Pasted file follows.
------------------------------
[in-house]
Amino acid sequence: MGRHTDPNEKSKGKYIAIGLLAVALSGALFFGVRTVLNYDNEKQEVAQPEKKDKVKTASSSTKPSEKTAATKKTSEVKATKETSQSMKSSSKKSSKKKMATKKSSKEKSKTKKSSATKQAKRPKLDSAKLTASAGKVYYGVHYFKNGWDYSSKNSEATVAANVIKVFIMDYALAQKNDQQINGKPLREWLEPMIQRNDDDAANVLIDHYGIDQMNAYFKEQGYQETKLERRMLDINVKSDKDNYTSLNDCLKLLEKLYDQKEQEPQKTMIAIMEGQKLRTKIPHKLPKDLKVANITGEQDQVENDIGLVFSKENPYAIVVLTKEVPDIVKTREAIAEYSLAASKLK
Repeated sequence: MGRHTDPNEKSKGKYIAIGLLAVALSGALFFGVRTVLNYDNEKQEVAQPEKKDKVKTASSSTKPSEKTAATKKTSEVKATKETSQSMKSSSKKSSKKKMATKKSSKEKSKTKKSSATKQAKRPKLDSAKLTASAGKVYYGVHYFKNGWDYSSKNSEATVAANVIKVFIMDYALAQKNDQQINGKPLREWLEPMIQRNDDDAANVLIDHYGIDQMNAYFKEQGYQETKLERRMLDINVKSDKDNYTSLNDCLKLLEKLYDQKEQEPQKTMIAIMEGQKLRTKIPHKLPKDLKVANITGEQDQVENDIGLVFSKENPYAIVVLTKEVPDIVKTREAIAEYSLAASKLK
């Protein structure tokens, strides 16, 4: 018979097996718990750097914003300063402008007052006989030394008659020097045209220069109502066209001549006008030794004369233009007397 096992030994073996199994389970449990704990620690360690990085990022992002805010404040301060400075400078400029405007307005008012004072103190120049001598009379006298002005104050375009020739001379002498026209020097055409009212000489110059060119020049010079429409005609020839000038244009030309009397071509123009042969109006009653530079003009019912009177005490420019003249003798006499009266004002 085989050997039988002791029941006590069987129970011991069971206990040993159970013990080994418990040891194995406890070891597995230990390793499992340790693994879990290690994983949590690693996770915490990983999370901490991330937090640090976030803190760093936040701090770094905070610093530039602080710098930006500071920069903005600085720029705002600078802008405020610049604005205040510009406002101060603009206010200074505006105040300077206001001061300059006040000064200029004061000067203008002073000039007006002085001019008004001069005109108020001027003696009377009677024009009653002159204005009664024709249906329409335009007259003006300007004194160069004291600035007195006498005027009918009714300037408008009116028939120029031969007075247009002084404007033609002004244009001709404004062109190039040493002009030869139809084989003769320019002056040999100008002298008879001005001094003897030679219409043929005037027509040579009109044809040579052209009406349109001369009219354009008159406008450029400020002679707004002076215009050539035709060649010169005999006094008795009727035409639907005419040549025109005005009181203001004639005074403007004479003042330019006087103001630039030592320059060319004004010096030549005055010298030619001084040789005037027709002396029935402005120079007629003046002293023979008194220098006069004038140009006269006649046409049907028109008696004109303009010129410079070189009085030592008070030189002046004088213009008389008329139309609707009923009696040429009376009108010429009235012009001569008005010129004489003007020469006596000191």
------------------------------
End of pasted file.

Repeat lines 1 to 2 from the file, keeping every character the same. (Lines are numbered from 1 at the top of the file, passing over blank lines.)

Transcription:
[in-house]
Amino acid sequence: MGRHTDPNEKSKGKYIAIGLLAVALSGALFFGVRTVLNYDNEKQEVAQPEKKDKVKTASSSTKPSEKTAATKKTSEVKATKETSQSMKSSSKKSSKKKMATKKSSKEKSKTKKSSATKQAKRPKLDSAKLTASAGKVYYGVHYFKNGWDYSSKNSEATVAANVIKVFIMDYALAQKNDQQINGKPLREWLEPMIQRNDDDAANVLIDHYGIDQMNAYFKEQGYQETKLERRMLDINVKSDKDNYTSLNDCLKLLEKLYDQKEQEPQKTMIAIMEGQKLRTKIPHKLPKDLKVANITGEQDQVENDIGLVFSKENPYAIVVLTKEVPDIVKTREAIAEYSLAASKLK